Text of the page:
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How Family Physicians Approach Ethical Problems
The Journal of Family Practice (1983)
  • Ronald J. Christie
  • Barry Hoffmaster, The University of Western Ontario
  • Martin J. Bass
  • Eric C. McCracken

The defining features of family medicine as described in the literature have important ethical implications. In an attempt to study the day-to-day practice of family physicians regarding these ethical issues, a 28-item questionnaire was sent to 95 part-time and 17 full-time family physician teachers associated with the University of Western Ontario's Department of Family Medicine. Of the 112 questionnaires mailed out, 97 were returned for a response rate of 86.6 percent. There was a significant spread of answers, suggesting there is no uniform opinion in the sample population. The findings suggest that there are important differences between the description of family medicine in the literature and what the family physicians in this study do in their day-to-day practice. The family physicians in this study, while prepared to coerce patients, were not prepared to discharge from their practices patients who were noncompliant. Physician age is an important variable in some ethical decisions, but not in others.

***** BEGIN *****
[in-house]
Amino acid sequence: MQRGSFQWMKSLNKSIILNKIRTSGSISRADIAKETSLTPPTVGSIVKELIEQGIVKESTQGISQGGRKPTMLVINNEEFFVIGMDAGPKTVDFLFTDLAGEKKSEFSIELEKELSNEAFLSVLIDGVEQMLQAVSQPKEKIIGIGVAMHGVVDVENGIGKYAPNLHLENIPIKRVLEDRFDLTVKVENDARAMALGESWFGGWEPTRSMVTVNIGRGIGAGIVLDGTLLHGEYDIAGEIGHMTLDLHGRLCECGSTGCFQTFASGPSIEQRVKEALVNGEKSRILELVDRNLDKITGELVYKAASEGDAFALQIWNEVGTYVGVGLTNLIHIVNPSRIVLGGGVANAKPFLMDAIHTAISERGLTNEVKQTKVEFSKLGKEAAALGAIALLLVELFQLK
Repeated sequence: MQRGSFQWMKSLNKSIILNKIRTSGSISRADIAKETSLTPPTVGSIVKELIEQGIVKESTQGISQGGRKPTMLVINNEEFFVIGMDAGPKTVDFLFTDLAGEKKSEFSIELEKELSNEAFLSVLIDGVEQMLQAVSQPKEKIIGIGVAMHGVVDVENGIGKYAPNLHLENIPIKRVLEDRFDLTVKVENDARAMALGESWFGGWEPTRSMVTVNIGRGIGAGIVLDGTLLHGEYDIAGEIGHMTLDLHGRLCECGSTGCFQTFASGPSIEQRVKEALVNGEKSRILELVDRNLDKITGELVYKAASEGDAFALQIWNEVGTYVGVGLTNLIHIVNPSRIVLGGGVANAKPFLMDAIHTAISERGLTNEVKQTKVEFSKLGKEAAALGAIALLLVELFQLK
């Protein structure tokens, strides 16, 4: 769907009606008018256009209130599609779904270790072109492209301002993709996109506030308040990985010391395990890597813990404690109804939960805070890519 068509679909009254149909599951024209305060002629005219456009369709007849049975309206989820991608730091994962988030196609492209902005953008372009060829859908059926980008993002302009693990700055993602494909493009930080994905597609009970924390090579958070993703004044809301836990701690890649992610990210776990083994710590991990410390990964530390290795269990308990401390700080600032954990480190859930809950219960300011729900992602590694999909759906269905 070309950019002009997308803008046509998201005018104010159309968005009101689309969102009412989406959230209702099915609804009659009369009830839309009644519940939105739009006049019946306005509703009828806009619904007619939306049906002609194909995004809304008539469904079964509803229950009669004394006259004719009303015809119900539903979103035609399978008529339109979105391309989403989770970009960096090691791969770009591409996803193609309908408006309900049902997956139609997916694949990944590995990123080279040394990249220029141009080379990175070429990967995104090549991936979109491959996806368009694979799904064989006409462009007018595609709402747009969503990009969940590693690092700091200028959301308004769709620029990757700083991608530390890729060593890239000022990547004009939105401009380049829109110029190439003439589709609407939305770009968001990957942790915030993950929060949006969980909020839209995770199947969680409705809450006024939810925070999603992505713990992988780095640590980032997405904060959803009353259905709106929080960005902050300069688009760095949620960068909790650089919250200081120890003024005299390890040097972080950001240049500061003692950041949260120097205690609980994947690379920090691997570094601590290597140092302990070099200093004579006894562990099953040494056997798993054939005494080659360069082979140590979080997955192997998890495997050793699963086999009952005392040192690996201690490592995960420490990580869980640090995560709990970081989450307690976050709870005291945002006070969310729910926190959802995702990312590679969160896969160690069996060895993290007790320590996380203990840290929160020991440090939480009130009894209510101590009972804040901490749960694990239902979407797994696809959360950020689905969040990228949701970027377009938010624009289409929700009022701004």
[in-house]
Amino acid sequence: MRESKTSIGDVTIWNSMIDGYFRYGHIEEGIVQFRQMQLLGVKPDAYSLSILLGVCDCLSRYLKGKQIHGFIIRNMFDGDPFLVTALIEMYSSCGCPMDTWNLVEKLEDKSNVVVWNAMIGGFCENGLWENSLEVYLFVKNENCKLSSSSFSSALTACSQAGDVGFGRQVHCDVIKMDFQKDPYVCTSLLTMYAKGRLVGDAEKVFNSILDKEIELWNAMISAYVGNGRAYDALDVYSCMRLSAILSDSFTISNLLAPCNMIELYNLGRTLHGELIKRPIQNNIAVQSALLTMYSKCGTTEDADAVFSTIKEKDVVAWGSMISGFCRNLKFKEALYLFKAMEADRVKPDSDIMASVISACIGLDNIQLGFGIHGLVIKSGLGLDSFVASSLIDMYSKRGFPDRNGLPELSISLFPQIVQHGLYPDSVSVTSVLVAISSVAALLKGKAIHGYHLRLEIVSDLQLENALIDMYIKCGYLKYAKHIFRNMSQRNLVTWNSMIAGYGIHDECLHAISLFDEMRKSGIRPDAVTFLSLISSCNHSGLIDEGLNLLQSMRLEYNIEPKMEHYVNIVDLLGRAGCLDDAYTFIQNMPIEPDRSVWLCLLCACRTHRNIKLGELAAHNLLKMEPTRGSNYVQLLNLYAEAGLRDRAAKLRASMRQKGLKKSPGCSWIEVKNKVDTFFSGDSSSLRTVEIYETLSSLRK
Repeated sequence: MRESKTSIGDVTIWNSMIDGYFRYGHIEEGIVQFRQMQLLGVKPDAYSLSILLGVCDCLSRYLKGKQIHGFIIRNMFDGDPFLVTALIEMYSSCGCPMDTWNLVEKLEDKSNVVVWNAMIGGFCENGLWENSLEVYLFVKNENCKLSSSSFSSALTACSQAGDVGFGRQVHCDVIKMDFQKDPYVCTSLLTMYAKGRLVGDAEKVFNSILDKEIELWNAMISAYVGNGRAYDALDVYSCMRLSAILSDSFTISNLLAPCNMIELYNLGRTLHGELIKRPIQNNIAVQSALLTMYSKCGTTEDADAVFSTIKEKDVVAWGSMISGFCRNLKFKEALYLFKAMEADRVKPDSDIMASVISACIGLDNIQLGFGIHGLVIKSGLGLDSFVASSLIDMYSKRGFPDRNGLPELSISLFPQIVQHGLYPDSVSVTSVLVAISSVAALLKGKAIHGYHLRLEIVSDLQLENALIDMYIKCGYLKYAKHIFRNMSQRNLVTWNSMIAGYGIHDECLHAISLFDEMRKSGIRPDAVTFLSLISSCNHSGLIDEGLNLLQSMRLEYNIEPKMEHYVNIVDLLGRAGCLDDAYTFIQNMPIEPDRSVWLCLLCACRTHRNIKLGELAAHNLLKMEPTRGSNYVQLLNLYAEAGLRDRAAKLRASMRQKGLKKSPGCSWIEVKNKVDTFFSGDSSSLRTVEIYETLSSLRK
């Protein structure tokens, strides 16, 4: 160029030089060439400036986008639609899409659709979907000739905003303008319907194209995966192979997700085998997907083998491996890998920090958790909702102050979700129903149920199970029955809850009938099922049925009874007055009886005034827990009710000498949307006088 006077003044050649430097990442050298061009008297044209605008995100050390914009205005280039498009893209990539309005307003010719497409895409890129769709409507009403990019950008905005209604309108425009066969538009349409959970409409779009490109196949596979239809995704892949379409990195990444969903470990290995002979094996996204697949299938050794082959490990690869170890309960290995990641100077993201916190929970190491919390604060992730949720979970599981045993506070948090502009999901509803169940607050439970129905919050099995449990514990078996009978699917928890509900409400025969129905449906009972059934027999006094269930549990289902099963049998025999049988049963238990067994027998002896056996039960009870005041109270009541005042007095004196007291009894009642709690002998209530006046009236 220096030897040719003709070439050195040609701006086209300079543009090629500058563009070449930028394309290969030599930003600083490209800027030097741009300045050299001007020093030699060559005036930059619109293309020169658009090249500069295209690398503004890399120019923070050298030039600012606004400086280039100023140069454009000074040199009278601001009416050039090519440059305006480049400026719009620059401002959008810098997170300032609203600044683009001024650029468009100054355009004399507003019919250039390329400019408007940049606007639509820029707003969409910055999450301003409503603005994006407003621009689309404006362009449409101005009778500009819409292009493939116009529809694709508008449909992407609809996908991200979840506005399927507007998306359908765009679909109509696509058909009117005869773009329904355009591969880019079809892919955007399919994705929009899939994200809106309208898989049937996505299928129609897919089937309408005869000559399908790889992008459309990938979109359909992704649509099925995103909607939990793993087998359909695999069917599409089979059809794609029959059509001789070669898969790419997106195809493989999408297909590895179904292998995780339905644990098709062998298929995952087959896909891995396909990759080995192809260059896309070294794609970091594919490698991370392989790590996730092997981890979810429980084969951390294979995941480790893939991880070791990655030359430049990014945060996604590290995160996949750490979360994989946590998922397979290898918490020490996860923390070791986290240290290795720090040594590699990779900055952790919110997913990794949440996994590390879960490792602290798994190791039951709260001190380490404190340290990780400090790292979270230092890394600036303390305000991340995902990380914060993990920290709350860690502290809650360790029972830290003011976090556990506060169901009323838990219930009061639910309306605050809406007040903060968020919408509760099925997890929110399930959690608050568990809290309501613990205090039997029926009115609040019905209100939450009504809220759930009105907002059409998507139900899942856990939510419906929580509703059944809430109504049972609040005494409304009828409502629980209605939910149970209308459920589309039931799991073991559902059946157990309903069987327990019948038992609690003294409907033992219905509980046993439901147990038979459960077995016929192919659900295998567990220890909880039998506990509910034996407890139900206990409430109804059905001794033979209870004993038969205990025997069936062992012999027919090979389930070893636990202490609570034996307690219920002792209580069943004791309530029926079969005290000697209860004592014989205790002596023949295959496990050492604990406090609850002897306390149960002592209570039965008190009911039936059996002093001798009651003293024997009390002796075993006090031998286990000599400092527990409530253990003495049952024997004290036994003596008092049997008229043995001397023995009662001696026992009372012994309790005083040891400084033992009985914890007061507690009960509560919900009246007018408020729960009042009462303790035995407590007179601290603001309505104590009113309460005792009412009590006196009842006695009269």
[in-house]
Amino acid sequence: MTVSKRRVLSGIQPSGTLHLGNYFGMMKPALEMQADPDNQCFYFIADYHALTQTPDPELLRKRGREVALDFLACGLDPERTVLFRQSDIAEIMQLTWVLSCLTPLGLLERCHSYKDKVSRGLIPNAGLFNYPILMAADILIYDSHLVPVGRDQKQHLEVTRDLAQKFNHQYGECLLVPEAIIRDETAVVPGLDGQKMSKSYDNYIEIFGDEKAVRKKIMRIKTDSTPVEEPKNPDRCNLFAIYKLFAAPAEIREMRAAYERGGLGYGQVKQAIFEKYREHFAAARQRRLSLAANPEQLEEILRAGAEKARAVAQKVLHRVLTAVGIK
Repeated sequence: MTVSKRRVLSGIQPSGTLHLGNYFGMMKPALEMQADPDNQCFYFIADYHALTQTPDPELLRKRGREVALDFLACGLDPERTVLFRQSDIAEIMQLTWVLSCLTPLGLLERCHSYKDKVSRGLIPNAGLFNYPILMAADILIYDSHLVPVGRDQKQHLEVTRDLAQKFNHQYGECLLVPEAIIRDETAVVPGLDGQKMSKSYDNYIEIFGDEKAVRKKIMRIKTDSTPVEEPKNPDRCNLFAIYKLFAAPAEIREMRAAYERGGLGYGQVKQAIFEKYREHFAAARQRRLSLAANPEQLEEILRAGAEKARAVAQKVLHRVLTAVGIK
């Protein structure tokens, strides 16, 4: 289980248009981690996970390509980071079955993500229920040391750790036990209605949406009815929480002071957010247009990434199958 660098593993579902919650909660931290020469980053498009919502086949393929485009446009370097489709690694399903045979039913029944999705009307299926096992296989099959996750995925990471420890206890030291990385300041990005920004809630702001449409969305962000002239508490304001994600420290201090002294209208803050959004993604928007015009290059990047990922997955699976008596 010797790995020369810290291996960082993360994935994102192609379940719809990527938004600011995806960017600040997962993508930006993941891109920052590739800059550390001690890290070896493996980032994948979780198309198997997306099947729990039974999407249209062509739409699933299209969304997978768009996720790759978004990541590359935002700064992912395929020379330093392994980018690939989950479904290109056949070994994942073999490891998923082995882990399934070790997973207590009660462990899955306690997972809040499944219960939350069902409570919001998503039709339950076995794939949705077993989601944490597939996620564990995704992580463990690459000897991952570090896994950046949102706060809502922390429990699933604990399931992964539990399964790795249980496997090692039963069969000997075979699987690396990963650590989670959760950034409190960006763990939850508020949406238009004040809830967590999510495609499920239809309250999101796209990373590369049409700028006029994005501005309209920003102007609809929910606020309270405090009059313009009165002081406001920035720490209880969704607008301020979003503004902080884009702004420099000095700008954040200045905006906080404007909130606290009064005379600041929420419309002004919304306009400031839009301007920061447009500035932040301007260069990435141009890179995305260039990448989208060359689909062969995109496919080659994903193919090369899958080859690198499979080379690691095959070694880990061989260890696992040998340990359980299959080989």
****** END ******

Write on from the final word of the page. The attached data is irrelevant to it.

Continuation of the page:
• Family medicine,
  • Bioethics,
  • Paternalism,
  • Patient Compliance,
  • Physician-Patient Relations
Publication Date
June, 1983
Publisher Statement

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Citation Information
Ronald J. Christie, Barry Hoffmaster, Martin J. Bass and Eric C. McCracken. "How Family Physicians Approach Ethical Problems" The Journal of Family Practice Vol. 16 Iss. 6 (1983)
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